I did it for science

I did it for science: editing Word docs on my iPhone and iPad

Posted by Matthew Stibbe
Picture of Matthew Stibbe
on 23 July 2013
Advice Technology Writing tools


I have a split personality when it comes to technology. My daily beast of burden is a custom-built silent PC running Windows 7 and Microsoft Word 2013. But my personal tech is all Apple. I have an iPhone 5 and a brace of iPads, not to mention Apple TV and a MacBook Air.

The 'I did it for science' hypothesis that I want to test this week is: ‘is it possible to edit Word documents on iOS devices and move work in progress seamlessly between my work PC and my mobile devices?’



I decided to test the hypothesis by downloading the various apps and then trying to use them to write this article, working on different paragraphs on different devices with different applications.


The Logitech Ultrathin Keyboard could be a great way to work on the iPad mini. It's compact, looks good, doubles as a cover and holds the iPad at a comfortable angle. However, there's something about the odd placement of the keys and their small size that meant that I was constantly having to edit the text. It does have cursor keys which makes iOS editing much easier. But overall I was reduced to two-fingered typing to avoid mistakes and so it wasn't much faster than using the screen keyboard.

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QuickOffice is owned by Google and the free version only works with Google Apps. However the paid-for version supports a range of cloud storage options including Dropbox, Google Drive, SugarSync and others (but not Microsoft’s SkyDrive). You can create and store new Office-compatible documents locally or one of the supported cloud storage options. It supports track changes and lets you create comments, which is very useful for professional writers. There is a word count function but it’s on a menu and doesnt display constantly, which is not ideal. You have to buy the iPad and iPhone version separately which increases the cost, but overall, I liked QuickOffice.

I’ve been using Documents to Go for a decade or more, going back to my Palm days. You can sync over Wi-Fi directly with your desktop Mac or PC using an installed app or you can use  one of the usual cloud storage options (again, except SkyDrive). Unlike QuickOffice, it preserved my choice of fonts so Calibri didn't turn into Times New Roman when I added new text. It is a universal app so you only have to buy it once and you can run it on iPhones and iPads alike. It doesn't support track changes and I would say it's more useful for quick edits than long-term use.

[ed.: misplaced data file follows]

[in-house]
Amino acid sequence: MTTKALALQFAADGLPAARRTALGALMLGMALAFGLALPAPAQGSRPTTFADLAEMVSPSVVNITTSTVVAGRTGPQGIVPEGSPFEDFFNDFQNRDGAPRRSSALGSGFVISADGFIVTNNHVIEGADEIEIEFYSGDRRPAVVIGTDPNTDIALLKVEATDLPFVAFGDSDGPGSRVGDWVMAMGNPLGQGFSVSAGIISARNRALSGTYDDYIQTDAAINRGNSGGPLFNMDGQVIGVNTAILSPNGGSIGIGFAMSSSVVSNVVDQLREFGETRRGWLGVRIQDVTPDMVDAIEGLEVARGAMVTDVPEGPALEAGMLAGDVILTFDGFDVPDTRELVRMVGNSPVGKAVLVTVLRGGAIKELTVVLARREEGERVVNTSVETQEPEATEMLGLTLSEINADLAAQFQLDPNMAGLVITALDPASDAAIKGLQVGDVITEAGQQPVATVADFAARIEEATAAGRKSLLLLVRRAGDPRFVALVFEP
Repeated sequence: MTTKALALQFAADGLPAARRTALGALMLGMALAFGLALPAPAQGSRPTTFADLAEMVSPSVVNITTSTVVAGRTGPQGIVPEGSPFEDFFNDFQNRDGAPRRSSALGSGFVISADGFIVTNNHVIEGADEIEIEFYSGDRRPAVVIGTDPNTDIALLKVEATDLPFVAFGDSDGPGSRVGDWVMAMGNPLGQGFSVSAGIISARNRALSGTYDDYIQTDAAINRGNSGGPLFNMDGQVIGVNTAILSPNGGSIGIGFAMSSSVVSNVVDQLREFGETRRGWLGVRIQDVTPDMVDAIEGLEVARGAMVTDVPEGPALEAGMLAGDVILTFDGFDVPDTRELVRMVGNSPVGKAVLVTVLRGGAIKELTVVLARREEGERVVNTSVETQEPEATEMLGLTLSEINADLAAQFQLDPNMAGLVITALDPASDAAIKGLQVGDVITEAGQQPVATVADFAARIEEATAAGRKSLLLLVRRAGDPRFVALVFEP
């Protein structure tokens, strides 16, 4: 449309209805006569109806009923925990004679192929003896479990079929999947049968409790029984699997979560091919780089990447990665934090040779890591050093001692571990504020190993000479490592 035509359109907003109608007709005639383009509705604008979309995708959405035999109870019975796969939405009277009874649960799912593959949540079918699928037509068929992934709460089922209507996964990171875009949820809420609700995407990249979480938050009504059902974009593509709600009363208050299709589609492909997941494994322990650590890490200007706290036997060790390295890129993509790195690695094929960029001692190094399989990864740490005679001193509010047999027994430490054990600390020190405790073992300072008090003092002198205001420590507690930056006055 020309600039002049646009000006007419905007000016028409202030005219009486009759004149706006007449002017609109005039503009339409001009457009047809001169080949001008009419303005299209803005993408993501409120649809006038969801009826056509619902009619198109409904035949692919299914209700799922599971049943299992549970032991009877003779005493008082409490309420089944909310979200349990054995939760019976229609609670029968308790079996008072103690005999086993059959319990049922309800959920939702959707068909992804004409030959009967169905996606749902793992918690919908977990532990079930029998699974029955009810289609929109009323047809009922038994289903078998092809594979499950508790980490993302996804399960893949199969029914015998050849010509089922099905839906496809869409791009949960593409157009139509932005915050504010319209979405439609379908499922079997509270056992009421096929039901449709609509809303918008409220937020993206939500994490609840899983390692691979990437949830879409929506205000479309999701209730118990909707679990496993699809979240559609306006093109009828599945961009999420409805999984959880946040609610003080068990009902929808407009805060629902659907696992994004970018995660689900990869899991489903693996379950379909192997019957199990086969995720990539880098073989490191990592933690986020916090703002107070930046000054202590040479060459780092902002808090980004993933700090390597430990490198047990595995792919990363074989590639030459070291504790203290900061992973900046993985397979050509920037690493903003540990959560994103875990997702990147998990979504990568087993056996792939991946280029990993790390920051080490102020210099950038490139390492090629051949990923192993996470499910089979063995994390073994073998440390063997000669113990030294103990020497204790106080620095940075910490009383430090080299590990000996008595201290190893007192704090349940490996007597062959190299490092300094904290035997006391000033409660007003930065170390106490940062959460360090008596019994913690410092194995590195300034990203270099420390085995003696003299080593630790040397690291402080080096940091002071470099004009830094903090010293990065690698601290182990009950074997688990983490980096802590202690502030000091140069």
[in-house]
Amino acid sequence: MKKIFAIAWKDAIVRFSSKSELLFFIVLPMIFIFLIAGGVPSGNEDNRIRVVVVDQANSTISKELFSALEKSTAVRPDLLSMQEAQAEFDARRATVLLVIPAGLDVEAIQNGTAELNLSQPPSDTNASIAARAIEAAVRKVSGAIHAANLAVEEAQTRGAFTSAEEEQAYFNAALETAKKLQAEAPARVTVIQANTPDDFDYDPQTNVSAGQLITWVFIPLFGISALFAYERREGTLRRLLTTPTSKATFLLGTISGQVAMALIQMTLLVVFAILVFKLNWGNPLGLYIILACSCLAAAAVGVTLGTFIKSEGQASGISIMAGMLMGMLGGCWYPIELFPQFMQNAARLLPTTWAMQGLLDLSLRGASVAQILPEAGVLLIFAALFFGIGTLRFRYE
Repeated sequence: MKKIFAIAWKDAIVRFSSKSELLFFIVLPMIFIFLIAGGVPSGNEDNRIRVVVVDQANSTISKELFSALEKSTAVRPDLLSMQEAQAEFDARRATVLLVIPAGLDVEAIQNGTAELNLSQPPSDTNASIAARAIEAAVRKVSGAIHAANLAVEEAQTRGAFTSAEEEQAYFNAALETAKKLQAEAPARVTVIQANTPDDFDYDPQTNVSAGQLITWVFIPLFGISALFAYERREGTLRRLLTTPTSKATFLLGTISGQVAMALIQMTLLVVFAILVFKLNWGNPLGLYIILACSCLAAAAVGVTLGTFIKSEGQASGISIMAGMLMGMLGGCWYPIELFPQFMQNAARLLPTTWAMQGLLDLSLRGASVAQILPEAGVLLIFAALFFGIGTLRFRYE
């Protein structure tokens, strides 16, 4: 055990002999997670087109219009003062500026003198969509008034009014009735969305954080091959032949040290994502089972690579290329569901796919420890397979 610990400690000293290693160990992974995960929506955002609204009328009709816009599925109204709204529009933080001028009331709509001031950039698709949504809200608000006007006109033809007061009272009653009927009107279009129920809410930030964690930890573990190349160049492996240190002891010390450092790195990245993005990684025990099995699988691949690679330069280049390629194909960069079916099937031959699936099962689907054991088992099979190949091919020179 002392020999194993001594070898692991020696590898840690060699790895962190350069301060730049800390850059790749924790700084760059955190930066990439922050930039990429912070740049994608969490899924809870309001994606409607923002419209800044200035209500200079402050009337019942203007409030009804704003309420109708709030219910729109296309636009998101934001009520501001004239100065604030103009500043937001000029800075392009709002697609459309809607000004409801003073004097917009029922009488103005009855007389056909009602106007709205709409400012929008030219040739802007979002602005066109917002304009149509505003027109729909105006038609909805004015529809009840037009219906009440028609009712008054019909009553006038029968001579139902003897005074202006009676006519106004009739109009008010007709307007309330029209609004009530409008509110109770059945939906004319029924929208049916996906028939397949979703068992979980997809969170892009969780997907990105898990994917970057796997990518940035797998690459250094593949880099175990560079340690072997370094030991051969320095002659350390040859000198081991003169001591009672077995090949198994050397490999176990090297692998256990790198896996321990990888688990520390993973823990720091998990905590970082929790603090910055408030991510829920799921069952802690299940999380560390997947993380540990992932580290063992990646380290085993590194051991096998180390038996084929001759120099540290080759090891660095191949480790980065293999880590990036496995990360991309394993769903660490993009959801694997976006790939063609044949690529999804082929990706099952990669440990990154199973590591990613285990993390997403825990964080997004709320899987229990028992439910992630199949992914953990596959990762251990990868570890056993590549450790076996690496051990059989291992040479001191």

Office Mobile is only available for iPhone at the moment. There may be an iPad version in the works but Microsoft suggest you can use their Office Web Apps on iPad devices in the meantime. To use it, you need a subscription to Office 365, which is not exactly cheap. Also, it doesn’t sync with any cloud applications except Office 365, SharePoint and SkyDrive. Luckily, I have all of these so I was able to test it. The interface is nice and clean, almost minimalistic. For example, on the Word editing screen, there is nothing but the text until you start to edit. I may have been missing something but I found it very difficult to select a piece of text to copy or style. To be honest, Office Mobile is a bit of a disappointment. It’s the very minimum functionality that Microsoft could offer and it needs some sprucing up before it’s ready for prime time.

Apple’s own Pages word processor is the most polished of the bunch with the best user interface. It relies on iCloud for storage and uses its own file format. It is possible to open and save Word documents but there’s a conversion process. It is also possible to load and save from Dropbox or other cloud storage systems but it requires far too many extra clicks. Apple doesn’t really want you to do that. Uniquely, it has the option to have a live word count display.


If I didn’t need to make the round trip to Word-land, Pages would be my preferred iOS word processor. I like Documents to Go and I think it has a higher level of fidelity between the iOS and PC-based documents. But QuickOffice adds good support for track changes which is an important part of my life so that is my recommendation. If it supported SkyDrive, it would be ideal.

However, the experience of actually writing serious amounts of copy on a tablet, even with the Logitech Ultrathin, still falls short of a proper PC with a full size keyboard.

So, is it possible to edit Word documents on my iPhone and iPad and move them back and forth to my PC. Yes. Do I want to make a habit of it? No.

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